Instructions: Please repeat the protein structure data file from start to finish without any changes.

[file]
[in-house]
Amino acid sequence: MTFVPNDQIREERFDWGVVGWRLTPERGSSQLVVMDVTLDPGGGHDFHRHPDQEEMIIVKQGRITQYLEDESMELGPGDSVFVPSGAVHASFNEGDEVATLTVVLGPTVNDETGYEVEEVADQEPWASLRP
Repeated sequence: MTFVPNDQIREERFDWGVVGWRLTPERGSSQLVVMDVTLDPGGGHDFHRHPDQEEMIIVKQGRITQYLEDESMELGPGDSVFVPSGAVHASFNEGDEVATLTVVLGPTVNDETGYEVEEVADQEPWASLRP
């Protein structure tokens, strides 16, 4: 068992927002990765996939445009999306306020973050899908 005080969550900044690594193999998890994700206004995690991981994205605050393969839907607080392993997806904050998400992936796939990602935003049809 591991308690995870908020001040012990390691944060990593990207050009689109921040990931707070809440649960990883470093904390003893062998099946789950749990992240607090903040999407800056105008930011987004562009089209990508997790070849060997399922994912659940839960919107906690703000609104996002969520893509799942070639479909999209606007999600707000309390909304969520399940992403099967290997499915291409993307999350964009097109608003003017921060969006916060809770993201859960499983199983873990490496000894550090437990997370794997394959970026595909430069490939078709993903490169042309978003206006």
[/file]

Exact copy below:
[in-house]
Amino acid sequence: MTFVPNDQIREERFDWGVVGWRLTPERGSSQLVVMDVTLDPGGGHDFHRHPDQEEMIIVKQGRITQYLEDESMELGPGDSVFVPSGAVHASFNEGDEVATLTVVLGPTVNDETGYEVEEVADQEPWASLRP
Repeated sequence: MTFVPNDQIREERFDWGVVGWRLTPERGSSQLVVMDVTLDPGGGHDFHRHPDQEEMIIVKQGRITQYLEDESMELGPGDSVFVPSGAVHASFNEGDEVATLTVVLGPTVNDETGYEVEEVADQEPWASLRP
């Protein structure tokens, strides 16, 4: 068992927002990765996939445009999306306020973050899908 005080969550900044690594193999998890994700206004995690991981994205605050393969839907607080392993997806904050998400992936796939990602935003049809 591991308690995870908020001040012990390691944060990593990207050009689109921040990931707070809440649960990883470093904390003893062998099946789950749990992240607090903040999407800056105008930011987004562009089209990508997790070849060997399922994912659940839960919107906690703000609104996002969520893509799942070639479909999209606007999600707000309390909304969520399940992403099967290997499915291409993307999350964009097109608003003017921060969006916060809770993201859960499983199983873990490496000894550090437990997370794997394959970026595909430069490939078709993903490169042309978003206006």